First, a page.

How much time is acceptable to spend waiting in the ER for women? I often find that my pain and circumstances are seen as “exaggerated” by doctors.

Emergency room patients are supposed to be immediately assessed and treated according to the urgency of their condition. The average ER patient in the U.S. waits around 28 minutes before they are seen by a doctor, but for most women, getting properly diagnosed and treated is more complicated than it should be.

You may feel like you face an uncomfortable amount of questions and doubt in the ER – from checking in, to how long you wait, to the actual care you receive from a doctor. Unfortunately, this is not uncommon for women. Studies have shown that women’s pain is often perceived as performative, constructed, and “psychosomatic,” meaning it is overwhelmingly connected to emotional rather than physical factors.

This stigma of assessing women’s real, physical pain as purely emotional results in a lack of proper care for their specific conditions. There is a perception of pain tolerance and manageability that not only limits the opportunity for women to actually explain their circumstances, but also lessens their chances of being believed, even by a doctor. It’s almost like a competition of proving that the severity of your condition, all while trying not to seem overdramatic.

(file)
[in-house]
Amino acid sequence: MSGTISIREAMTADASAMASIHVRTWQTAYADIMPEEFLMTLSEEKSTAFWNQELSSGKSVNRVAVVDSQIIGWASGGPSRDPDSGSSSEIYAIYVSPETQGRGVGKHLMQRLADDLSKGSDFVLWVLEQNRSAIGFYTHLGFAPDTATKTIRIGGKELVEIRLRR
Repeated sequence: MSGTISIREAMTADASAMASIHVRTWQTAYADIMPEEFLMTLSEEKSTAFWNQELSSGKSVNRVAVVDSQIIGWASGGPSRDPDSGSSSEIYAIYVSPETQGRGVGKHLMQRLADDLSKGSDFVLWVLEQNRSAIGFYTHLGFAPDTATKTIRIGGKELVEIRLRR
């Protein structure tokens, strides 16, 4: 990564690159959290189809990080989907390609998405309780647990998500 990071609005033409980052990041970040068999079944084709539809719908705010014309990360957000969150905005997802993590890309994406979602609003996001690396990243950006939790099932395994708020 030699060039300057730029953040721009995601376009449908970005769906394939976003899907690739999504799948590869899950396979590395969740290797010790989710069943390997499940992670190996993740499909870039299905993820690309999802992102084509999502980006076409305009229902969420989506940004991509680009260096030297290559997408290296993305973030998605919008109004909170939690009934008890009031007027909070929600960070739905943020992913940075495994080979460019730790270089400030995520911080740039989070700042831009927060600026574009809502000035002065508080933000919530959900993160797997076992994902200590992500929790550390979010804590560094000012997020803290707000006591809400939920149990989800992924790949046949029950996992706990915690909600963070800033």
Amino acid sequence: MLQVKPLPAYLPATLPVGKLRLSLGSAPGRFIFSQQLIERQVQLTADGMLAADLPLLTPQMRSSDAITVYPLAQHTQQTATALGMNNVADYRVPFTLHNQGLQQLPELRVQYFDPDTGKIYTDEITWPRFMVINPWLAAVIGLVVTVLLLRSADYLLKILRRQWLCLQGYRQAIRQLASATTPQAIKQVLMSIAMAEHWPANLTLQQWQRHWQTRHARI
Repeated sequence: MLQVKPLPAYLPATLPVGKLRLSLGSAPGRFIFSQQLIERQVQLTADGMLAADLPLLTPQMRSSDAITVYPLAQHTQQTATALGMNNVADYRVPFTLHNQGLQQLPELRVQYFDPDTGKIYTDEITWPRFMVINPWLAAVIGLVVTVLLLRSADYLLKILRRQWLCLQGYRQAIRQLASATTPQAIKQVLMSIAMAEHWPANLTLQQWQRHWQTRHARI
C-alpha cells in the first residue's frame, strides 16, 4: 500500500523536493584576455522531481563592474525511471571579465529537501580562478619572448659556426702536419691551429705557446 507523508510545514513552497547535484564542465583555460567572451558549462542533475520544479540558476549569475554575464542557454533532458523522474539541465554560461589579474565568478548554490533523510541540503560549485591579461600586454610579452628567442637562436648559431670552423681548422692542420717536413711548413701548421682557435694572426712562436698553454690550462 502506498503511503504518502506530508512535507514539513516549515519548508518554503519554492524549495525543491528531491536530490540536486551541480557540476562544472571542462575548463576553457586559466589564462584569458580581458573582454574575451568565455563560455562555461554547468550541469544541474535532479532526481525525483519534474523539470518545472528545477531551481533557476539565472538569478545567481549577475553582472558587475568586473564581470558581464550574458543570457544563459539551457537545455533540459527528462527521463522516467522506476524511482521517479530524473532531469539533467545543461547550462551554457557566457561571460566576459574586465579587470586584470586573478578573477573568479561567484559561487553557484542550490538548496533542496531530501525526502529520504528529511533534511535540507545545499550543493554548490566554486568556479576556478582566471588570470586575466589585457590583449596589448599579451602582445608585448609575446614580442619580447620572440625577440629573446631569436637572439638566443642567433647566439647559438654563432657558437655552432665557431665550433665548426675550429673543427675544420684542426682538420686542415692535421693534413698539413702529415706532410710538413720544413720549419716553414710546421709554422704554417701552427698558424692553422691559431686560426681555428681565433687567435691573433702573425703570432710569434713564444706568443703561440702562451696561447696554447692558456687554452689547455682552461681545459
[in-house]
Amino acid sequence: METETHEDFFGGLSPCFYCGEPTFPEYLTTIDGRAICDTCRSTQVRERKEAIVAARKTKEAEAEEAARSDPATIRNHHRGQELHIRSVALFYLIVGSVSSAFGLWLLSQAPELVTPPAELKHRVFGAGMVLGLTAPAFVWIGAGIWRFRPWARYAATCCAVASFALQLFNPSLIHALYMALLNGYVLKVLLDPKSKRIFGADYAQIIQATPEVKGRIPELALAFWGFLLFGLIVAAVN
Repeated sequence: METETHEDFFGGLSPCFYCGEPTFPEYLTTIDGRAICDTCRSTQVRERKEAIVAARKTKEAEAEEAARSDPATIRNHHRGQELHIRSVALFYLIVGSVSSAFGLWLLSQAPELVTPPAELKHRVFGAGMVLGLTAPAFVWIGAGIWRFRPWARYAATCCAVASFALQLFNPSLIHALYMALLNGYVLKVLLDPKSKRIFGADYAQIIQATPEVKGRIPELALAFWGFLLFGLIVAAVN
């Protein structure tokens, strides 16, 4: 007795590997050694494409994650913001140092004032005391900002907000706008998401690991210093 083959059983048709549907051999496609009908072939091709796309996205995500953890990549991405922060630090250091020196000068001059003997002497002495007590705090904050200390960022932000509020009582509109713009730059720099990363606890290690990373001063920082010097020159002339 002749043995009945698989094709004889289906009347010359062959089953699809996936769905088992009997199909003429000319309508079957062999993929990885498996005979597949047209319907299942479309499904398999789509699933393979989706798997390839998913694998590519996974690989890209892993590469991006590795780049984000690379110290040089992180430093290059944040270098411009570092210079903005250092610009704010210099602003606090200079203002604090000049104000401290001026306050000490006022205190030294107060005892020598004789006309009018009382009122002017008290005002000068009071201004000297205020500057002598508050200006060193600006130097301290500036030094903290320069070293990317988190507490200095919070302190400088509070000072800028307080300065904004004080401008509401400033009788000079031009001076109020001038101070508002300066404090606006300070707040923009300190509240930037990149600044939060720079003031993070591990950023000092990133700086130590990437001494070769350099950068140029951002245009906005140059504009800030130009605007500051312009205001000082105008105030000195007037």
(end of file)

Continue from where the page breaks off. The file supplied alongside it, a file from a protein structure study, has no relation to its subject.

On average, men wait 49 minutes before receiving an analgesic (painkillers ranging from acetaminophen to opioids) for acute abdominal pain. Women can wait 65 minutes or longer for for the same. In fact, women are actually 13 to 25% less likely than men to receive opioids as a treatment for pain, and more likely to receive a sedative. These sedatives may falsely present a dip or improvement in pain, when in actuality, they can hinder a woman’s ability to best explain her condition.

What you’re experiencing is regrettably very common. The denial of specificity, increased effort to repeatedly explain, and the need to prove your pain’s legitimacy can be incredibly dehumanizing and ultimately, detrimental to your health. Places like the ER or the doctor’s office can make you doubt your own assessment of how you’re feeling – something you should feel empowered to share with health care professionals.

Trusting your instincts and listening to your body are some of the key components of living a healthy lifestyle. If you feel a doctor’s diagnosis might not represent what you’re experiencing, don’t hesitate to ask questions. Through emerging studies and accounts of women (even some from our past newsletters!) going through the same conditions, we can work towards erasing stigma and advocate for women’s credibility in the healthcare world.

 

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